Johnson’s violin-related enterprises shored up the family’s finances when she and Robert were in the startup phase of BET. “It was a time when all cable networks were starting and no one was paying attention to the African-American voice,” she says.

Everything she does reflects what she stands for and who she is in life. At BET, Johnson was instrumental in the creation of the award-winning show Teen Summit, which covered issues such as drugs, sex and social pressures. “I didn’t like the way women were portrayed in the video market,” she says. “It was a way to get young people more aware of what they were taking in and listening to. The show was important to me.”

She felt the same passion for her role as executive producer on Lee Daniels’ The ­Butler. Johnson became involved financially with the movie when she learned that no one in Hollywood was willing to take on the project. “I operate a lot on instinct, and it’s a movie I knew in my gut was going to work,” she says. “This isn’t just an African-­American film. I wanted it to cross all cultures.”


NOW YOU KNOW: According to IMDb.com, Lee Daniels’ The Butler had an estimated $30 million budget and has grossed more than $116 million.
Johnson knew she was opening a different type of door when she bought into the sports world. She was originally asked to purchase the Mystics, who had been losing money. “I did a better business deal by buying into the Wizards and the Capitals. It keeps it all under one roof,” she says. “It gave me a stronger cushion to operate the women’s team and give them sustainability.”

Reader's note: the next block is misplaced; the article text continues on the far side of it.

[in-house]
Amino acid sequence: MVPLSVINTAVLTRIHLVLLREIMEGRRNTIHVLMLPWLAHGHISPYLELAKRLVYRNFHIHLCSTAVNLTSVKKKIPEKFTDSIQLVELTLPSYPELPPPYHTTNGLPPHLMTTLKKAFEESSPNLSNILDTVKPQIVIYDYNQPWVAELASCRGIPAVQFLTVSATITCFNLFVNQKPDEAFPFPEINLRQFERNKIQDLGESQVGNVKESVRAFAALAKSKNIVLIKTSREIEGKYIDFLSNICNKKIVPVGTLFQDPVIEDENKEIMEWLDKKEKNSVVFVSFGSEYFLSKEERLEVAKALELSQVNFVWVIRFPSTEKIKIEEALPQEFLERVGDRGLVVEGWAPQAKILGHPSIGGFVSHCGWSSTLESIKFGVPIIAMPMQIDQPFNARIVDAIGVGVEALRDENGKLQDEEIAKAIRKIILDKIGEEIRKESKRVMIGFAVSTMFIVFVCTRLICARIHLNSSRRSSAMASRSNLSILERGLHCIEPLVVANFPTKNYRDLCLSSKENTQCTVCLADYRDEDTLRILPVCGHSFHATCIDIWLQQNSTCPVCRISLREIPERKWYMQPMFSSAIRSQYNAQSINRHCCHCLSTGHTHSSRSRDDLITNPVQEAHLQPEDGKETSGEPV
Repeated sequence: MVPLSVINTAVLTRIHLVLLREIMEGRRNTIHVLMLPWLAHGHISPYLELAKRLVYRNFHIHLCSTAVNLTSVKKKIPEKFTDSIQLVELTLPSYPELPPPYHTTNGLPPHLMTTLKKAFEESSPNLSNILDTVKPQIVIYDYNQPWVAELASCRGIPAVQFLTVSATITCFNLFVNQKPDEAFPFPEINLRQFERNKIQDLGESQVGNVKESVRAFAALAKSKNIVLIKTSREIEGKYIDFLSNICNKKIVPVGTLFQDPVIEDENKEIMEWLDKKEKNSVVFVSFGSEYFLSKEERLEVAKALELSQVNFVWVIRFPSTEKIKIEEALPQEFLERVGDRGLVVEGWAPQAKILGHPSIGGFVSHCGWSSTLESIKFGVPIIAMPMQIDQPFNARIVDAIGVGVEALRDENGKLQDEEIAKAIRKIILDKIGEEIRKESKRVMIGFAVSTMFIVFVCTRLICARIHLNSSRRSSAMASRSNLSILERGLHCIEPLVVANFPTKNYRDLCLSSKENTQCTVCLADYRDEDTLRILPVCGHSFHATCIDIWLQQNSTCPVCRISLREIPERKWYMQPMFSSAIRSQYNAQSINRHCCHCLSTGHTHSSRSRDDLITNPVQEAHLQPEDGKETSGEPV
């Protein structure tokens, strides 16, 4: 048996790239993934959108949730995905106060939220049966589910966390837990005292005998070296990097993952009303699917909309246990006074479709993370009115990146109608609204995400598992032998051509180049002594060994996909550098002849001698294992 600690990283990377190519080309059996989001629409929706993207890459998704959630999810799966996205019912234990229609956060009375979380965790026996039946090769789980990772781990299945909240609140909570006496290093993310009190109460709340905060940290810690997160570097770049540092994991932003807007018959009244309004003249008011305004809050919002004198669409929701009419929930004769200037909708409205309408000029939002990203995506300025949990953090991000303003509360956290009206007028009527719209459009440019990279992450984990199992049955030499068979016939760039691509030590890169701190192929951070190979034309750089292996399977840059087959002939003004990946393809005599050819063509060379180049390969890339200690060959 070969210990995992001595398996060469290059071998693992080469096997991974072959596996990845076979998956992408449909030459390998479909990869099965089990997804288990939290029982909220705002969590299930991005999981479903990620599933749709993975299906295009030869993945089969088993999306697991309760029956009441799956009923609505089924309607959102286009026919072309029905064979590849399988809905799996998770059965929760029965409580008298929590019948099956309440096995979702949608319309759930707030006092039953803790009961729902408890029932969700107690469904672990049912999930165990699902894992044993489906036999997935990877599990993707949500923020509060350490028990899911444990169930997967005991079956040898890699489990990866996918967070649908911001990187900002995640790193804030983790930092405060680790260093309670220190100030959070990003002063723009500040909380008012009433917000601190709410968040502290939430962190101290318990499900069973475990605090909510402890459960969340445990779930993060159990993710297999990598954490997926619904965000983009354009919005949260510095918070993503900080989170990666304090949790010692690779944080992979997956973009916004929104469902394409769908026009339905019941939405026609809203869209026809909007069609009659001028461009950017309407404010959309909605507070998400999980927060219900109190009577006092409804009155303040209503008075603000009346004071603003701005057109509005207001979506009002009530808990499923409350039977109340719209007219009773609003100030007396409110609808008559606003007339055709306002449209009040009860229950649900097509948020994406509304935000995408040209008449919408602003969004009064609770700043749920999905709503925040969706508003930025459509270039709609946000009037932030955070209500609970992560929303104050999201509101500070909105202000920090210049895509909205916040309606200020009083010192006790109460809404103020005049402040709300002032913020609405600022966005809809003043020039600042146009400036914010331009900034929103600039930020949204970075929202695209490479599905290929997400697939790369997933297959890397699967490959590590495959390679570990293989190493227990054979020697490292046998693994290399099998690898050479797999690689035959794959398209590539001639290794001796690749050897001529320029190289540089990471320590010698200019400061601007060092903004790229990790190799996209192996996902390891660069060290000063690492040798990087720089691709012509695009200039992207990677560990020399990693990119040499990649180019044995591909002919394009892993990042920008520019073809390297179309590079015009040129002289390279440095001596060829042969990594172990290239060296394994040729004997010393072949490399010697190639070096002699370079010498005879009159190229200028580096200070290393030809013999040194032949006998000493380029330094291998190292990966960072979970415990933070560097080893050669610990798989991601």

Not one to be intimidated easily, Johnson finds that many businessmen tend to second-guess her decisions. “They are insecure if you are a smart woman,” she says. “You have to go in with your eyes wide open and study who you are dealing with. You sit back quietly and understand how they operate and where you fit in.”

Even though she appears fearless, there was a time in her life, after her divorce, when she worried about not being able to take care of herself. “No woman should put herself in that position,” she says. “You have to have the foresight and the smarts to figure out how you are going to take care of yourself. Your future is never guaranteed. I don’t think women think of that.”

Anyone who doesn’t know Johnson and what she has accomplished would still know there is something “special about her,” says Stafford, Johnson’s business partner. “She is a true American success story. I say that from the bottom of my heart. I really do believe she has an ‘S’ on her chest, and it doesn’t stand for Sheila. It stands for Superwoman.” 



JOAN TUPPONCE is a writer living in the Richmond, Va., area who has written for Seventeen, Sports Illustrated and O, The Oprah Magazine. She is a frequent contributor to American Way.